“You are tired, your body hurts, your toe is broken. Why do you this? Why? Why? Why?”

No answer. Nobody’s home.

I draw pictures of the people in the second band while they play.

I don’t try to draw Monotonix. I watch them instead. Ami, the vocalist, starts the show with a long, slow, limping walk toward the drummer. Then the three of them (guitar, drums, vocal) launch into song. The drummer, Ran, lights his cymbals on fire. Chaos ensues. I like many of their songs but midway, leave to sit in the van.

Kevin the tour manager lives in Nashville and has offered to host us for the night. While we are loading out, he asks if we want to go to a bar.

“NO,” I declare. I sound like an ungrateful bitch and immediately regret my tone.

We get paid $50.

Back at Kevin’s bachelor pad, we pile in his crowded living room. Jeff opts to sleep in the van.

The next day consists of a quiet drive to Atlanta, back to the Drunken Unicorn. This is our 3rd time playing here this year. But this time, we are without the draw of Liars or Slits to fill the room. Perhaps the 4 bands-bill will entice at least a few people to come out on a Monday night.

Jeff drops us off at Whole Foods. He is driving over to the Earl, alone, to get a black bean burger. He has been missing them for a long time. We are shocked. When Jeff finds something he likes to eat, he truly commits to that food. Erick, Breck, and I wander around Whole Foods. Breck is excited because he is going to get a Kombucha. We have been enjoying this fermented mushroom tea since last summer. Breck likes to drink them as often as possible and he hasn’t had one for several days. Erick selects a ‘day old’ discounted quinoa salad and struggles to pick a hot food topping. He finally decides on the African greens as they have peanut butter, and they are sure to have a little flavor.

I choose an odd assortment of tiny little things that neither go well together, nor taste good. Breck wisely gets supplies to make wraps for several days.

Back at the club, we sit outside for a long time. The weather is perfect, cool and clear. I feel no urgency to sit in the dark, smelly bar.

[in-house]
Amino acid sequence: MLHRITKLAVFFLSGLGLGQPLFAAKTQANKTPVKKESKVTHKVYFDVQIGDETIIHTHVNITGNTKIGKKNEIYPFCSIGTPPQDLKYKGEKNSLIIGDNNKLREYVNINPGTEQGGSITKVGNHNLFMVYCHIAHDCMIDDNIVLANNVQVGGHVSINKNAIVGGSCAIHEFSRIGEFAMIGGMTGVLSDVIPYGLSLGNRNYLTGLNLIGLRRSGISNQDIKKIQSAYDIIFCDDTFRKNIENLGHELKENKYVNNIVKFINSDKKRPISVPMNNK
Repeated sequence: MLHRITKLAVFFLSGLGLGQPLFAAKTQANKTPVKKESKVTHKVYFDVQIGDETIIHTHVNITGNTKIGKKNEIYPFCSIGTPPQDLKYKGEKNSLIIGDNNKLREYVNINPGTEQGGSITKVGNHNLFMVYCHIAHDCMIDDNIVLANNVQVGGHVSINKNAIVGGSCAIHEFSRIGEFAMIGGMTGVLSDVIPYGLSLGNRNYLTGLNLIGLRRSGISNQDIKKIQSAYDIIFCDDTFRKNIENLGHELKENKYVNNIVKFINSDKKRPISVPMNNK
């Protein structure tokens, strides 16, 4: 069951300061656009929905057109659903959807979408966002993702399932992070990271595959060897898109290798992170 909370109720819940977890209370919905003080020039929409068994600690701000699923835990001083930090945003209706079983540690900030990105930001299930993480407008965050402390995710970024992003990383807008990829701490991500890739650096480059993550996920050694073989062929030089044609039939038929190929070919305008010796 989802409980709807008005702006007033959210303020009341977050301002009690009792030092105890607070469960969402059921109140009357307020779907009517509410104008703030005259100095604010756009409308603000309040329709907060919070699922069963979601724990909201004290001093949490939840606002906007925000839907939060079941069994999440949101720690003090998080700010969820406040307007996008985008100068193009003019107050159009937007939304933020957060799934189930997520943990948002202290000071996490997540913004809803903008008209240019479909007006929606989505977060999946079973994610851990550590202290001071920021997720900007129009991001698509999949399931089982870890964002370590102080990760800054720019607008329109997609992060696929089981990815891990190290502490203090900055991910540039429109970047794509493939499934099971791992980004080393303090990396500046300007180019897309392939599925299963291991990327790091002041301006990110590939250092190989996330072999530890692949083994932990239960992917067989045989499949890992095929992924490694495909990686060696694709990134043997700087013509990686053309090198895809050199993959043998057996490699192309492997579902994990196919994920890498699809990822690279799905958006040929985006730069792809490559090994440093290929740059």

I talk to a friendly fellow named, “Bobbie” who is writing a book about the Slits. He wants to interview us because we toured with The Slits back in Oct.

The show is okay. The crowd is small, but sweet. When the night is over, the manager finds me outside.

“Sorry dudes, you get $40. But you can have anything from the bar you want-- drinks, cigarettes, waters. I love you guys!”

We are the band that is loved by sound men, bartenders, and club managers. Erick takes 12 bottles of water to roll around the van floor.

We drive to Breck’s mother’s house. On the drive, we discuss the various people we have met that evening.

Jeff reports, “This girl came up to the merch table after the show. She kept repeating over and over, ‘when you go to south by, you better be on.’ I had no idea the hell she was saying. At first I thought I couldn’t even hear her. But then she literally repeated herself 5 times. Was she trying to tell me that we better play great at SXSW? Is it that hard to add the words ‘southwest’?”

This statement, ‘when you go to south by, you better be on,’ would be repeated in our van over and over, for the entire length of the tour.

Back at Breck’s mom’s home, Breck makes wraps for everyone. Laundry is started. I have only brought one bra on this tour. I wear it all day and play in it every night. Yummm…….

I sleep in the scented room. There is a plenty of potpourri, scented oils, and candles, to mask the stink that Erick and I are probably projecting.

In the morning, Jeff takes many photos of Breck with dolls.